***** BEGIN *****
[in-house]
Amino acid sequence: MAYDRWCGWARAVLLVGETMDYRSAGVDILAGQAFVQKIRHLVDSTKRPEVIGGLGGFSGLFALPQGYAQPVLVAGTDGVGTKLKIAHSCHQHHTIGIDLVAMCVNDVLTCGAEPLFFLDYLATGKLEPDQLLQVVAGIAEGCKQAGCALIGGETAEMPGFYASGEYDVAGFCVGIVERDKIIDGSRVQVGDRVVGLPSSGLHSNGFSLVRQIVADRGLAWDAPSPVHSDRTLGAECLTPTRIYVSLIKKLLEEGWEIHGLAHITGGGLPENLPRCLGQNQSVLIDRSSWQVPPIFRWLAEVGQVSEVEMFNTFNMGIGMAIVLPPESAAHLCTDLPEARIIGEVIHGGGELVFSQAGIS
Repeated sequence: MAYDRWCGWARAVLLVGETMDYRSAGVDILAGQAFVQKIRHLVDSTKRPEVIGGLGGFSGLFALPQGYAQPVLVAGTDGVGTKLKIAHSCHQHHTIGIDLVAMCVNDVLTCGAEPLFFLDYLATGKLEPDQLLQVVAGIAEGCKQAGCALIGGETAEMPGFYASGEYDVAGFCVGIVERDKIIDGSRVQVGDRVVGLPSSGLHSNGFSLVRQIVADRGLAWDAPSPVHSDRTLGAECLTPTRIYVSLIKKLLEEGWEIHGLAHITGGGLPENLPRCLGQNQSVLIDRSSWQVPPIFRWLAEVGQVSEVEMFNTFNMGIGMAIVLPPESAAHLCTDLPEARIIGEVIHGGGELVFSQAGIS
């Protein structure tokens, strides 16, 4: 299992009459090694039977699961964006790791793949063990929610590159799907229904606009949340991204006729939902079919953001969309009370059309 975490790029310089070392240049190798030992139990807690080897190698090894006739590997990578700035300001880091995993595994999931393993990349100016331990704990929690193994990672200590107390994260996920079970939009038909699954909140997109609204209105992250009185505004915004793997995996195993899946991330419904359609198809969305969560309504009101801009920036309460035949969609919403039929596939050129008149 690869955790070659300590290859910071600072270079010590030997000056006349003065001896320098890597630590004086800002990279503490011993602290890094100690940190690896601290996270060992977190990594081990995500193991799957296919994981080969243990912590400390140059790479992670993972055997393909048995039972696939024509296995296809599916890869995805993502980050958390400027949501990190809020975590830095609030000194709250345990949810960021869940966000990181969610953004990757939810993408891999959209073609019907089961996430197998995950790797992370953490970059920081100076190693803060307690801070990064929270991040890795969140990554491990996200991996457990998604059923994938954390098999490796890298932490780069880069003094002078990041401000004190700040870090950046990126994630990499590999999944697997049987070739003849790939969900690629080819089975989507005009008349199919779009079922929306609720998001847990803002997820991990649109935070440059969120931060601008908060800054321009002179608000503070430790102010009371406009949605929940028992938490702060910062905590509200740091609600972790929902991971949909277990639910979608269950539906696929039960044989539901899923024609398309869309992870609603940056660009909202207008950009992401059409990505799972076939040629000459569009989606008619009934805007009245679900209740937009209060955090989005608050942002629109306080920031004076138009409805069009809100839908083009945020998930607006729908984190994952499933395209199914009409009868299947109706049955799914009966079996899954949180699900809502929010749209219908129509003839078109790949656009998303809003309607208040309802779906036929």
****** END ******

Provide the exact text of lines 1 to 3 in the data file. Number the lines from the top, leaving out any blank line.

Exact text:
[in-house]
Amino acid sequence: MAYDRWCGWARAVLLVGETMDYRSAGVDILAGQAFVQKIRHLVDSTKRPEVIGGLGGFSGLFALPQGYAQPVLVAGTDGVGTKLKIAHSCHQHHTIGIDLVAMCVNDVLTCGAEPLFFLDYLATGKLEPDQLLQVVAGIAEGCKQAGCALIGGETAEMPGFYASGEYDVAGFCVGIVERDKIIDGSRVQVGDRVVGLPSSGLHSNGFSLVRQIVADRGLAWDAPSPVHSDRTLGAECLTPTRIYVSLIKKLLEEGWEIHGLAHITGGGLPENLPRCLGQNQSVLIDRSSWQVPPIFRWLAEVGQVSEVEMFNTFNMGIGMAIVLPPESAAHLCTDLPEARIIGEVIHGGGELVFSQAGIS
Repeated sequence: MAYDRWCGWARAVLLVGETMDYRSAGVDILAGQAFVQKIRHLVDSTKRPEVIGGLGGFSGLFALPQGYAQPVLVAGTDGVGTKLKIAHSCHQHHTIGIDLVAMCVNDVLTCGAEPLFFLDYLATGKLEPDQLLQVVAGIAEGCKQAGCALIGGETAEMPGFYASGEYDVAGFCVGIVERDKIIDGSRVQVGDRVVGLPSSGLHSNGFSLVRQIVADRGLAWDAPSPVHSDRTLGAECLTPTRIYVSLIKKLLEEGWEIHGLAHITGGGLPENLPRCLGQNQSVLIDRSSWQVPPIFRWLAEVGQVSEVEMFNTFNMGIGMAIVLPPESAAHLCTDLPEARIIGEVIHGGGELVFSQAGIS